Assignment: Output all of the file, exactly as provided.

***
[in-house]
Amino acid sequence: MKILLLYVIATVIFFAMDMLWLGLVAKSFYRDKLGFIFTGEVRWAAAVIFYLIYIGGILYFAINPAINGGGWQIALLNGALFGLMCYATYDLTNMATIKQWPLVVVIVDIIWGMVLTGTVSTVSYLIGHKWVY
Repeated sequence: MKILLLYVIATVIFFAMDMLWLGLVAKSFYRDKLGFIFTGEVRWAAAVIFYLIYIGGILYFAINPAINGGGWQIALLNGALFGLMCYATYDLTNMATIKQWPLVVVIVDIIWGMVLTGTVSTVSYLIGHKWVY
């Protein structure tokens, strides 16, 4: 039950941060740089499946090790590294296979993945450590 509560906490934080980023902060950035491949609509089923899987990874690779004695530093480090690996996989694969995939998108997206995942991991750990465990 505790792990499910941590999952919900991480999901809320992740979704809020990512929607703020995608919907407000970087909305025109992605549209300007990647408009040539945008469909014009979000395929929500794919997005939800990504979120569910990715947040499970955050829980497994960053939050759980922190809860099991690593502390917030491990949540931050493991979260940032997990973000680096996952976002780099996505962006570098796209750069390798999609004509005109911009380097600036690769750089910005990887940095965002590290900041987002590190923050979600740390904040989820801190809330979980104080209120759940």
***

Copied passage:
[in-house]
Amino acid sequence: MKILLLYVIATVIFFAMDMLWLGLVAKSFYRDKLGFIFTGEVRWAAAVIFYLIYIGGILYFAINPAINGGGWQIALLNGALFGLMCYATYDLTNMATIKQWPLVVVIVDIIWGMVLTGTVSTVSYLIGHKWVY
Repeated sequence: MKILLLYVIATVIFFAMDMLWLGLVAKSFYRDKLGFIFTGEVRWAAAVIFYLIYIGGILYFAINPAINGGGWQIALLNGALFGLMCYATYDLTNMATIKQWPLVVVIVDIIWGMVLTGTVSTVSYLIGHKWVY
């Protein structure tokens, strides 16, 4: 039950941060740089499946090790590294296979993945450590 509560906490934080980023902060950035491949609509089923899987990874690779004695530093480090690996996989694969995939998108997206995942991991750990465990 505790792990499910941590999952919900991480999901809320992740979704809020990512929607703020995608919907407000970087909305025109992605549209300007990647408009040539945008469909014009979000395929929500794919997005939800990504979120569910990715947040499970955050829980497994960053939050759980922190809860099991690593502390917030491990949540931050493991979260940032997990973000680096996952976002780099996505962006570098796209750069390798999609004509005109911009380097600036690769750089910005990887940095965002590290900041987002590190923050979600740390904040989820801190809330979980104080209120759940």